Or how to make sure you don’t hire a candidate for the wrong reasons.
Recruiters, just like every other human on Earth, are exposed to cognitive biases. Because most biases are unconscious, they lead to errors of interpretation, perception or judgement. This is why HR professionals need to be extra careful and aware of those biases, as they deal with people in their everyday jobs. When looking for their next hire, talent acquisition managers are exposed to a number of recruiting biases they should be aware of, to be as objective as possible and to bring in the best assets to their company and teams.
#1. What is a cognitive bias?
According to the Merriam-Webster, a bias is a systematic error introduced into sampling or testing by selecting or encouraging one outcome or answer over other.
When faced with an overflow of information to process, the brain may take shortcuts to treat it. It will hierarchize information according to personal experience, resulting in inevitable bias. This is due to memory distortions and analysis based on personal beliefs. Here are the main biases to be aware of.
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#2. When your memory plays tricks on you.
The first recruiting bias is the memory bias.
The memory bias is a result of distortions of judgment mainly due to, unsurprisingly, memory effects. When reading a CV or talking with a candidate, one tends to retain some elements more than others, thus making up an opinion that doesn’t take all the elements required to be as objective as possible.
1. The recency effect: you always remember better the last information you’ve read, seen or heard.
This bias has you prefer the last good candidate you meet, simply because the interview is "fresher" in your mind.
2. The mere-exposure effect: phenomenon by which people tend to develop a preference for things merely because they are familiar with them.
This bias will make you have more positive feelings towards a candidate you have already met at a job fair for instance, than an applicant that has just entered the recruiting process.
3. Primacy effect: also known as the first impression bias or mental anchoring bias. The first information you receive will determine your general impression.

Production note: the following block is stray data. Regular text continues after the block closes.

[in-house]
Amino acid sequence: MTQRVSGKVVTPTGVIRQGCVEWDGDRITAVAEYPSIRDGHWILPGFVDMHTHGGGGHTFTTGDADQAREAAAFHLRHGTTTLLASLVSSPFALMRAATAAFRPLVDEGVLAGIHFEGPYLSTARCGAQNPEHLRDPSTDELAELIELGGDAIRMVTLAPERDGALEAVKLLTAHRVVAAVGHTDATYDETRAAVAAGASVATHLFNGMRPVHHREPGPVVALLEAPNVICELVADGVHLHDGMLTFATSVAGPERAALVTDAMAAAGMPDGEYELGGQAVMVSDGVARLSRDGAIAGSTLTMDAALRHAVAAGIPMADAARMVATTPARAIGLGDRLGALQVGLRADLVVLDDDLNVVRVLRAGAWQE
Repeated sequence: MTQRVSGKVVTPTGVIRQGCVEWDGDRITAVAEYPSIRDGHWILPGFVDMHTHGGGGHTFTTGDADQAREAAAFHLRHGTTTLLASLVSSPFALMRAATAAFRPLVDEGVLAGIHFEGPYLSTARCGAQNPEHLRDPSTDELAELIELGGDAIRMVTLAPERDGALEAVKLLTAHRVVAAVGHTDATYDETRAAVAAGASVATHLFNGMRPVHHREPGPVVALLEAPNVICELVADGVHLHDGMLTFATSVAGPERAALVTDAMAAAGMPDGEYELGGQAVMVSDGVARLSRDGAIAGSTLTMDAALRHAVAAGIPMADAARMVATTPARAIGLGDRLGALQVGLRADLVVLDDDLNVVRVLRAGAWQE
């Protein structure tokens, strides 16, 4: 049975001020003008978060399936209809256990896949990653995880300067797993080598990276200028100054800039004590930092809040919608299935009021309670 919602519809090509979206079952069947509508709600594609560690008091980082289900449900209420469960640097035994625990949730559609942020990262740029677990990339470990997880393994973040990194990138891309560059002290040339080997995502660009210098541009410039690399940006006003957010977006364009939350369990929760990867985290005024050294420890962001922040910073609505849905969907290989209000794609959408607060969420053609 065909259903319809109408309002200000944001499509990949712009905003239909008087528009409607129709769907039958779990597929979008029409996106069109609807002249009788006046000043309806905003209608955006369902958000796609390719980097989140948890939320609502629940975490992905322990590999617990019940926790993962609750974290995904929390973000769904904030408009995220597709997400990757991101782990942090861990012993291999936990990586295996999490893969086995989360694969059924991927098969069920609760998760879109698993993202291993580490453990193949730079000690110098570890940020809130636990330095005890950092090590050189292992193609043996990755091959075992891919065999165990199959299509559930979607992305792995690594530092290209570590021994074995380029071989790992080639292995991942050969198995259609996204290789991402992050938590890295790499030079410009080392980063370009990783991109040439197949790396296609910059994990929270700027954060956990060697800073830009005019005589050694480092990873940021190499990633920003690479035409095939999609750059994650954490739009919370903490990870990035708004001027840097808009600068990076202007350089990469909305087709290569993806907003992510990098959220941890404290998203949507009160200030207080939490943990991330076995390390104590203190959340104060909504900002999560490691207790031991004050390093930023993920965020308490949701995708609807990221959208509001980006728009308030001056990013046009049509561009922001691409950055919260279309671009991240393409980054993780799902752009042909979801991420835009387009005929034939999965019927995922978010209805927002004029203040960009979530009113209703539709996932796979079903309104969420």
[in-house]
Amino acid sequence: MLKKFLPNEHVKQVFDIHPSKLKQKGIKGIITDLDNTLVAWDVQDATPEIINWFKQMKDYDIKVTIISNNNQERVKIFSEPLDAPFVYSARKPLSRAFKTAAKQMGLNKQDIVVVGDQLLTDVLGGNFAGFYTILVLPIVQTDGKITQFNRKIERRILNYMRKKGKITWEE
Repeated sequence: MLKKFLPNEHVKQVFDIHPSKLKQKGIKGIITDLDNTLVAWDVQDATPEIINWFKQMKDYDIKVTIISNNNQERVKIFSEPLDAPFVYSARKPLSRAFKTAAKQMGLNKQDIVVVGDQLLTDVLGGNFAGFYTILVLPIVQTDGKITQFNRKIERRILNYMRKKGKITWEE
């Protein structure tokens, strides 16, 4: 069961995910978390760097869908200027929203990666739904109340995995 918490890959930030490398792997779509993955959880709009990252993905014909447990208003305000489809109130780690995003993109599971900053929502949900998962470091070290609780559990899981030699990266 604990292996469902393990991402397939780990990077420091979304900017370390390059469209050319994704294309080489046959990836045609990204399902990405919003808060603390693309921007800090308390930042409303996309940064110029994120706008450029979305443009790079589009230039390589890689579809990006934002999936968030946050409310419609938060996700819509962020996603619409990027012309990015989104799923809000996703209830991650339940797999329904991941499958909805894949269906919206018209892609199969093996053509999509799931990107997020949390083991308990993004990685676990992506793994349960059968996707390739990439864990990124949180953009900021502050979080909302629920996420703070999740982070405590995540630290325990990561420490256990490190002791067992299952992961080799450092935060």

For example, if a candidate arrives late, this means he or she is not serious. Or if you judge their handshake to be a little bit weak, you might believe they lack confidence or leadership skills.
#3. Biases that support beliefs
We are naturally attracted to details that confirm our own pre-existing beliefs. When making a decision, the brain needs to be reassured and will take into account what it knows. Thus, some biases are directly related to our beliefs and prejudices. Which is why the following list falls under the recruiting biases.
4. The projection bias or false consensus: we tend to think that most people think and reason like us, or even that they agree with us.
This bias is a problem for two reasons: a recruiter might confuse random elements such as common family values or similar hobbies, for real competence for a role. This recruiting bias is also responsible for clone reproduction in a company. For instance, one will tend to mostly want to hire alumni from their own alma mater, old white men might want to hire young white men that remind them of themselves etc.
5. Stereotyping or implicit bias: this means one will associate certain personality traits to someone based on random information, resulting in hasty conclusions.
This bias will make you say: "this candidate is in different sports teams. This must mean she is very sociable and does not enjoy working alone”, or "this candidate graduated from this top university, he will obviously be more serious than this one who has not".